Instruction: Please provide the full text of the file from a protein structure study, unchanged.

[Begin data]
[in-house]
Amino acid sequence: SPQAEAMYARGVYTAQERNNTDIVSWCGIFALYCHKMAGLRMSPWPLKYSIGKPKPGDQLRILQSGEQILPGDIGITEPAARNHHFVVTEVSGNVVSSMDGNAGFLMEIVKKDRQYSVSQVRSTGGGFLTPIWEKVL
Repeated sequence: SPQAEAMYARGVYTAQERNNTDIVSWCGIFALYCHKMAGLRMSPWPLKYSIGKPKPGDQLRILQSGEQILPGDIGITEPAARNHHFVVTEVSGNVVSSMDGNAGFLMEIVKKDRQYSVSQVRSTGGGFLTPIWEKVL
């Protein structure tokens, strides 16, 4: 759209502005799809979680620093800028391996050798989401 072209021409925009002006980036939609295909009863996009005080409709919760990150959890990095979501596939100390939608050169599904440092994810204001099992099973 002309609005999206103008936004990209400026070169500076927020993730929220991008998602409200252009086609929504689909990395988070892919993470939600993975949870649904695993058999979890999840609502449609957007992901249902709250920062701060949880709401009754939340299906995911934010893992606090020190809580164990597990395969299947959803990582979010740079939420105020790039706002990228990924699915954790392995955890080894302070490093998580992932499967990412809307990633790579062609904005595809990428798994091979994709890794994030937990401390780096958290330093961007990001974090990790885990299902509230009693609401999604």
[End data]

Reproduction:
[in-house]
Amino acid sequence: SPQAEAMYARGVYTAQERNNTDIVSWCGIFALYCHKMAGLRMSPWPLKYSIGKPKPGDQLRILQSGEQILPGDIGITEPAARNHHFVVTEVSGNVVSSMDGNAGFLMEIVKKDRQYSVSQVRSTGGGFLTPIWEKVL
Repeated sequence: SPQAEAMYARGVYTAQERNNTDIVSWCGIFALYCHKMAGLRMSPWPLKYSIGKPKPGDQLRILQSGEQILPGDIGITEPAARNHHFVVTEVSGNVVSSMDGNAGFLMEIVKKDRQYSVSQVRSTGGGFLTPIWEKVL
């Protein structure tokens, strides 16, 4: 759209502005799809979680620093800028391996050798989401 072209021409925009002006980036939609295909009863996009005080409709919760990150959890990095979501596939100390939608050169599904440092994810204001099992099973 002309609005999206103008936004990209400026070169500076927020993730929220991008998602409200252009086609929504689909990395988070892919993470939600993975949870649904695993058999979890999840609502449609957007992901249902709250920062701060949880709401009754939340299906995911934010893992606090020190809580164990597990395969299947959803990582979010740079939420105020790039706002990228990924699915954790392995955890080894302070490093998580992932499967990412809307990633790579062609904005595809990428798994091979994709890794994030937990401390780096958290330093961007990001974090990790885990299902509230009693609401999604």